An advantage of the constraint-based approach is that it does not have to rely on the causal sufficiency assumption, which means that the algorithm can detect common causes of the observed variables. A disadvantage of the constraint-based approach is that it is sensitive to propagating mistakes in the resulting graph. A standard approach makes use of independence tests, which results for borderline independencies/dependencies sometimes can be incorrect. The outcome of learning a network can be sensitive to such errors. In particular, one such error can produce multiple errors in the resulting graph. A set of conservative methods such as conservative PC (CPC) [42] and conservative FCI (CFCI) [50] tackles the problem of lack of robustness, outperforming standard constraint-based methods such as PC. An advantage of the score-based approach is that it provides a measure of reliability of inferred causal relations. This makes the interpretation of the results easier and prevents incorrect categorical decisions. A main drawback of the approach is that it relies on the causal sufficiency assumption and as a result cannot detect latent confounders.

To deal with a mixture of discrete and continuous variables, several methods have been proposed for constraint-based structure learning. Spirtes et al. [49] proposed to use conditional independence tests based on partial correlation. Harris and Drton [22] showed that substituting Pearson correlation by Spearman correlation, the PC algorithm is able to infer a correct network structure under the assumption that data obey a Gaussian copula distribution. Margaritis [35] developed a conditional independence test that does not rely on the distribution of the variables, but the test still involves discretization of the variables. Several methods have been proposed for score-based methods that can work with a mixture of discrete and continuous variables. Geiger and Heckerman [21] proposed a closed-form solution for the Bayesian score of a mixture of discrete and continuous variables, but this solution only works in case a number of assumptions are met. These assumptions imply that the data are drawn from a conditional Gaussian distribution and forbid structures in the network with a continuous variable having a discrete variable as a child. An alternative method is described in Ref. [15] which uses a multiple regression framework for scoring structures. However, the method is applicable only for time-series data. Bach and Jordan [3] use Mercer kernels to estimate the structure of causal models, but calculation of a Gramm matrix requires significant computational costs (\(O(N^3)\), where N is the sample size) and may be inefficient for data sets with large sample sizes. Monti and Cooper [36] use neural networks to represent the density function for a mixture of discrete and continuous variables. Estimation of the neural network parameters requires significant computational costs which makes this approach computationally expensive.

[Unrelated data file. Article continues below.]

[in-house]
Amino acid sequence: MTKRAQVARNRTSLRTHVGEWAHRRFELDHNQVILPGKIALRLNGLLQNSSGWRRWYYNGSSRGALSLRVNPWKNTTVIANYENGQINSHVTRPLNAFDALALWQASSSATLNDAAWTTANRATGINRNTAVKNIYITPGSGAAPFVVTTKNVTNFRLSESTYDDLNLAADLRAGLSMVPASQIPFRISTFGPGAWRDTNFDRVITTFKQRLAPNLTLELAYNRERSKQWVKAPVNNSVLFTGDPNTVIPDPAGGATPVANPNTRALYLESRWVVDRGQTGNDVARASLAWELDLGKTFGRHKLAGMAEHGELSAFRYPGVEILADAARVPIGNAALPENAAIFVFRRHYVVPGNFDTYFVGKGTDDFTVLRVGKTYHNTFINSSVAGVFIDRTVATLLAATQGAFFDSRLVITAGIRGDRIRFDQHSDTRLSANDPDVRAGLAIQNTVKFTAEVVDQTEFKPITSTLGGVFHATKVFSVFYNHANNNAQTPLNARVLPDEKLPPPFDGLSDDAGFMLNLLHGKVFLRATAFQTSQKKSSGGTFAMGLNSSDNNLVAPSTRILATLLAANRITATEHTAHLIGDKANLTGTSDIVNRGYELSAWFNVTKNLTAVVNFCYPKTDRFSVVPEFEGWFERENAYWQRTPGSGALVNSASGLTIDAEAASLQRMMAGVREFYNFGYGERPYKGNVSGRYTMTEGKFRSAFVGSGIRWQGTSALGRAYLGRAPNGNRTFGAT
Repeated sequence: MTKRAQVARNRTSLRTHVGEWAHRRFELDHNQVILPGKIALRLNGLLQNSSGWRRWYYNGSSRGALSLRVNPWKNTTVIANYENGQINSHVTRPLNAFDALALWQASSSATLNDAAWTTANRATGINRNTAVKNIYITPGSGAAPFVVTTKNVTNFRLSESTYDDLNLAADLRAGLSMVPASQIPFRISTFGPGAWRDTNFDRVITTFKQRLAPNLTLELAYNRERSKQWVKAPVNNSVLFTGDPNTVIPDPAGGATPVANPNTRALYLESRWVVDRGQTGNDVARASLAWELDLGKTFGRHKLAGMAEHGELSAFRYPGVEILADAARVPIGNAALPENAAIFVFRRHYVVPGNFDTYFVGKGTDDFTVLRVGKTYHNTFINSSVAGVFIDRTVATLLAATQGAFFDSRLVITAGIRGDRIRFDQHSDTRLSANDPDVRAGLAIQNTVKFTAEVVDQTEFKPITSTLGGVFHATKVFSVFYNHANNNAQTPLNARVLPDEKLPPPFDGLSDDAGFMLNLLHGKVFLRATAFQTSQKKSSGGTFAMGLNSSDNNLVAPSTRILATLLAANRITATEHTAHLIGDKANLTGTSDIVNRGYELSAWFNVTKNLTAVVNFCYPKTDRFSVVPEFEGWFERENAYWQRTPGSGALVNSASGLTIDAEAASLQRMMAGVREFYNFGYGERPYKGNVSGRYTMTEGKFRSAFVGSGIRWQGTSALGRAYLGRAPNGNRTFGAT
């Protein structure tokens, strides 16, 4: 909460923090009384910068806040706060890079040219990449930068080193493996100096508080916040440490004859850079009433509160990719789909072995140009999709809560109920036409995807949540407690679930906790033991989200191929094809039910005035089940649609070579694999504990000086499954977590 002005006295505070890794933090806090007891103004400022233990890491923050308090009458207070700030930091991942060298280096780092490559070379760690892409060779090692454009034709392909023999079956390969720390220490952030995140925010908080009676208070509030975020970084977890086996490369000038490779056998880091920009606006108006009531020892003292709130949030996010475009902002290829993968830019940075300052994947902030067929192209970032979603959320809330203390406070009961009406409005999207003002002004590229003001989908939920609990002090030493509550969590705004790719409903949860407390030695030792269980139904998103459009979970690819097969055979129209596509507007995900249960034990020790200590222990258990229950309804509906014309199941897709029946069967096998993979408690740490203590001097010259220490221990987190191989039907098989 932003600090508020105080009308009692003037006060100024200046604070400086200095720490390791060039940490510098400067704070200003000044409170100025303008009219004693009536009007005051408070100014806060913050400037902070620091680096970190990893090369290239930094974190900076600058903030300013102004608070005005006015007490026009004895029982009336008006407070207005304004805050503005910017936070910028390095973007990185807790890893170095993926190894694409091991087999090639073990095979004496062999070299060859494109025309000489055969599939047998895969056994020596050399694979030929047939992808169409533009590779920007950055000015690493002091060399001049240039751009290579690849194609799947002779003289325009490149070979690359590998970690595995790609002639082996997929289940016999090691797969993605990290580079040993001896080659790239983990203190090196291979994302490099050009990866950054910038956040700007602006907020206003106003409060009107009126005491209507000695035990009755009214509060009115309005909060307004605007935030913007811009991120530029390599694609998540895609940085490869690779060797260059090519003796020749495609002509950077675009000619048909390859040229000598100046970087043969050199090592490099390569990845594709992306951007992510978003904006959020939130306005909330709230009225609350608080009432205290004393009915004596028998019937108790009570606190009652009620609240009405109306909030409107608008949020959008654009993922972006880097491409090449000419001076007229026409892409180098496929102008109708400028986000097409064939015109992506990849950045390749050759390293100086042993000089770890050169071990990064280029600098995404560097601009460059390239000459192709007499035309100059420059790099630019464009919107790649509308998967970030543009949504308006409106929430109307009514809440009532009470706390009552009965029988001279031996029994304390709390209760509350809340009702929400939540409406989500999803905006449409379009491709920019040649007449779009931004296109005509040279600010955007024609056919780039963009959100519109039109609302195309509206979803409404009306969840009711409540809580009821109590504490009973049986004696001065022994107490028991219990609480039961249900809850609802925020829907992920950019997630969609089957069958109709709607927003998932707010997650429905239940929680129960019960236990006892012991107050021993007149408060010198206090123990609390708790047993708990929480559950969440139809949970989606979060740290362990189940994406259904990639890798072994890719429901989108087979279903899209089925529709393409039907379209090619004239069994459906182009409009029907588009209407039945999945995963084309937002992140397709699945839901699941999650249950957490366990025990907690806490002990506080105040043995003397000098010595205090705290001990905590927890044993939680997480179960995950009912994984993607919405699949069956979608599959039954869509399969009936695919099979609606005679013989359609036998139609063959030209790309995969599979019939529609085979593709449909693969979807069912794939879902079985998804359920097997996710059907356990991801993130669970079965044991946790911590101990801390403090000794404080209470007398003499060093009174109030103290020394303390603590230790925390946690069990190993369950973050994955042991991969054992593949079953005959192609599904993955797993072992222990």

To deal with missing values, several methods have been proposed to learn the structure of the network in the presence of missing values. Friedman [20] proposed a Structural EM algorithm to estimate a Bayesian network that has been further developed by Bernardo et al. [6]. The disadvantage of the EM algorithm is that it can get stuck in a local minimum. To prevent this, an evolutionary algorithm in combination with MCMC was proposed in Ref. [44]. The limitation of these algorithms is that they usually rely on the assumption that data are either discrete or continuous Gaussian.

3.2 Undirected graphical models

Undirected graphical models build a graph where nodes represent variables and edges describe conditional independence relationships between the variables. The conditional independence relationships are estimated using the precision matrix (the inverse of a covariance matrix). Assuming that the precision matrix is sparse, the sparseness constraint is incorporated in the estimation of the precision matrix. That results in an optimization problem [4] to find the inverse correlation matrix \(\varTheta =\Sigma ^{-1}\) with the best combination of goodness of fit and sparsity:
$$\begin{aligned} \max f(\varTheta )= \log \det \varTheta -\text {tr}(S\varTheta )-\lambda \Vert \varTheta \Vert _1. \end{aligned}$$
(1)
Here tr denotes the matrix trace, det denotes determinant, \(\Vert \varTheta \Vert _1\) denotes the \(L_1\) norm, S denotes the empirical covariance matrix, and \(\lambda >0\) is a regularization parameter. In some sense, score-based structure learning algorithms for directed graphical models solve a similar optimization problem, but produce a directed graph as output.
In recent years, considerable effort has been invested in estimating the structure of undirected graphical models for non-Gaussian data and data containing missing values [1, 53]. The precision matrix can be estimated under the assumption that data obey a non-paranormal distribution. In that case, Pearson correlation, which relies on the assumption of Gaussian data, is substituted by Spearman (Rho) rank correlation (\(\rho \)) [1, 34, 53]. An adjustment to the final Spearman’s rho correlation is applied in order to make it close to the Pearson correlation matrix, when the data are indeed Gaussian [28, 30]:
$$\begin{aligned} S= 2\sin (\pi \rho /6). \end{aligned}$$
(2)
The precision matrix can still be estimated when there are missing values in the data. One can use pairwise analysis and calculate pairwise correlation instead of complete case correlation to estimate the matrix [1, 53]. As a result, one can keep as much data as possible. Another advantage of the pairwise correlation is that it does not introduce any bias to the results in contrast to imputation methods. However, there is no guarantee that the correlation matrix will be positive definite when we use pairwise correlation for data with missing values. In that case, a projection to the closest positive definite correlation matrix can be made [7, 23].